SRM’s Ongoing Stormbringer Review: Week 17

Stormbringer is a weekly hobby magazine from Hachette Partworks introducing players to Warhammer: Age of Sigmar. In this 80-week series, our intrepid magazine-receiver will be reviewing each individual issue, its included models, and gaming materials. A Premium US subscription was provided to Goonhammer for review purposes. If you want to follow along at home, US Customers can check out Stormbringer here.

If you’ve been collecting along or are at all Sigmar-curious and just want to pick up a few models, I’m gonna swoop in here to recommend Warcry to y’all. You’ve already got the models, so why not double dip? Hell, I’d almost be more into a Warcry magazine like this that dropped part of a warband each week. In my last game I had a pack of dogs maul a haughty aelf’s crotch to death. Big recommend.

The Narrative Materials

Kruleboyz from Age of Sigmar: Dominion. Credit: Colin Ward

It’s a big issue for “bad guy” enjoyers this week, as our first article concerns Kruleboyz Warclans. This one is fascinating to me, because it’s the first I’ve read of Kruleboy military organization. Their most common formation is the Klaw, where each mob represents one finger on a Kruleboy’s hand, gathered around their boss at the thumb. Naturally, the Middul Finga represents psychological warfare, taunting and insulting their enemies into folly. I’m still waiting for The Double Deuce Warscroll Battalion to drop, but maybe they’re saving it for the next battletome. Some of the Kruleboyz tribes get brief explanations that give you an idea what they’re about – Grinnin’ Blades are the stealthy ones, Big Yellers are the shooty ones, and Skulbugz are the, uh, amateur entomologists.

This is followed by a centerfold showcasing the various armies of Grand Alliance: Destruction. We’re pretty familiar with Kruleboyz at this point, but the rest haven’t gotten a ton of attention thus far. We get some art and photography of Ogor Mawtribes, Sons of Behemat, and a few other flavors of Orruk and Grot. It’s nothing too in-depth, but the double page spread of Gargants smashing through an Ossiarch fortress is cool.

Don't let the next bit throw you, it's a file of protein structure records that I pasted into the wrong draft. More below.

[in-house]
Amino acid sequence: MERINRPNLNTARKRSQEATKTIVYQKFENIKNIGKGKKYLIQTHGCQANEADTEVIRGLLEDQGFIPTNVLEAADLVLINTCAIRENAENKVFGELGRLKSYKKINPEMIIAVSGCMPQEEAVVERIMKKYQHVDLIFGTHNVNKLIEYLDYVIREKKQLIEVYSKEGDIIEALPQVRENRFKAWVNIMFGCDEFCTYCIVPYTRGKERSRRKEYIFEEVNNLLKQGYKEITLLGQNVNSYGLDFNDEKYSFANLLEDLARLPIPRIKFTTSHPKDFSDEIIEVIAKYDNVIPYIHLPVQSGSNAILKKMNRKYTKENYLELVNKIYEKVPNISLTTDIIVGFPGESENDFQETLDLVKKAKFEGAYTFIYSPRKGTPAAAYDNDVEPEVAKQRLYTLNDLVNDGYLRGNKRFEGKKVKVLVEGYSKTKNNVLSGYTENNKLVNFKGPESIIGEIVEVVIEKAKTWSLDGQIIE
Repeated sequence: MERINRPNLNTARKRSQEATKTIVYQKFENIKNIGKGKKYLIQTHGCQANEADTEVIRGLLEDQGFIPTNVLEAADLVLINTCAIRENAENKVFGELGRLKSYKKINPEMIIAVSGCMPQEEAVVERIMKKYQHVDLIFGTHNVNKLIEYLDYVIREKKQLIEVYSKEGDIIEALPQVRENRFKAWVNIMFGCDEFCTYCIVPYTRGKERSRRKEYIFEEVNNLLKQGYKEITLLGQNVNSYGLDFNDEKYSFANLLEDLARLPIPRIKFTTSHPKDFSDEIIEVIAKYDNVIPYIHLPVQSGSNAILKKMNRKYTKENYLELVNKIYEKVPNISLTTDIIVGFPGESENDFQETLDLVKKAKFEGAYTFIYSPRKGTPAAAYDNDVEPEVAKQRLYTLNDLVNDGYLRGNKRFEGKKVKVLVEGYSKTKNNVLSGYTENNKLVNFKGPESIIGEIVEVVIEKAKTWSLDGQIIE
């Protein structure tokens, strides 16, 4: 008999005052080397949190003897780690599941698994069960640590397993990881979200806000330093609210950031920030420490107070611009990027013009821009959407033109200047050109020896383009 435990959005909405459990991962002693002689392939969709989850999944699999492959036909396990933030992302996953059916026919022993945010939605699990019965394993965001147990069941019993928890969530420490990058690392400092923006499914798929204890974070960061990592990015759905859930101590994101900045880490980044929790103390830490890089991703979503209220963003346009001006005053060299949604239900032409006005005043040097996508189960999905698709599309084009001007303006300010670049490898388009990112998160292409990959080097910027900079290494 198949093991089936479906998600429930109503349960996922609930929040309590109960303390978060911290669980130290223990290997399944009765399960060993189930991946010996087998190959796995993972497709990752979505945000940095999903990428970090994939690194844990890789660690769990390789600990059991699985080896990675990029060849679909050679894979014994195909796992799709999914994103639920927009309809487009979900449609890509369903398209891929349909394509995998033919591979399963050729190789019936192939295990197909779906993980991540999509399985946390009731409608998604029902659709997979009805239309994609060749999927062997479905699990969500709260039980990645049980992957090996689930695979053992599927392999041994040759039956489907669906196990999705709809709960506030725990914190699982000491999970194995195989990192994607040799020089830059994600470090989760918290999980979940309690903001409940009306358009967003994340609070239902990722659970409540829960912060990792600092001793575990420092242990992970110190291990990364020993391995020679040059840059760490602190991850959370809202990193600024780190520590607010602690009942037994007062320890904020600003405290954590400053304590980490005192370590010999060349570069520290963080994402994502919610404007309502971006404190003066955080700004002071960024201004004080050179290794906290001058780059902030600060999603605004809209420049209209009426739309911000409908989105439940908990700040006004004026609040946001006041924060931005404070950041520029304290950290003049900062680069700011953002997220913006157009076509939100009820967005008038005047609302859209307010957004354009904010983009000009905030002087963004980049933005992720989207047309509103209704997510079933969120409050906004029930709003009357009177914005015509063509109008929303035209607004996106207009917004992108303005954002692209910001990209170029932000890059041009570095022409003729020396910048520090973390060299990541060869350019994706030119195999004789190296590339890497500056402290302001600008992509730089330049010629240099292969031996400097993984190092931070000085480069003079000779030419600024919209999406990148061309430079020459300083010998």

Varanguard. Credit: SRM

Some of the bigger bads of the setting get a spotlight next, as we take a brief trip to the Age of Chaos. You may have noticed it’s Sigmar’s Age now, and if you thought things were rough now, the Age of Chaos was the apocalypse having its own apocalypse. Sigmar peaced out to lick his wounds and gather power in Azyr for a few hundred years, and meanwhile the Mortal Realms burned. For good reason, there are people who still aren’t wild about their would-be god-king hero-savior because of this. It’s part of Age of Sigmar’s creation myth, and gives plenty of room to fill in backstories.

The Hobby Materials

The Heroes of Warhammer Quest: Lost Relics. Credit: Fowler
The Heroes of Warhammer Quest: Lost Relics. Credit: Fowler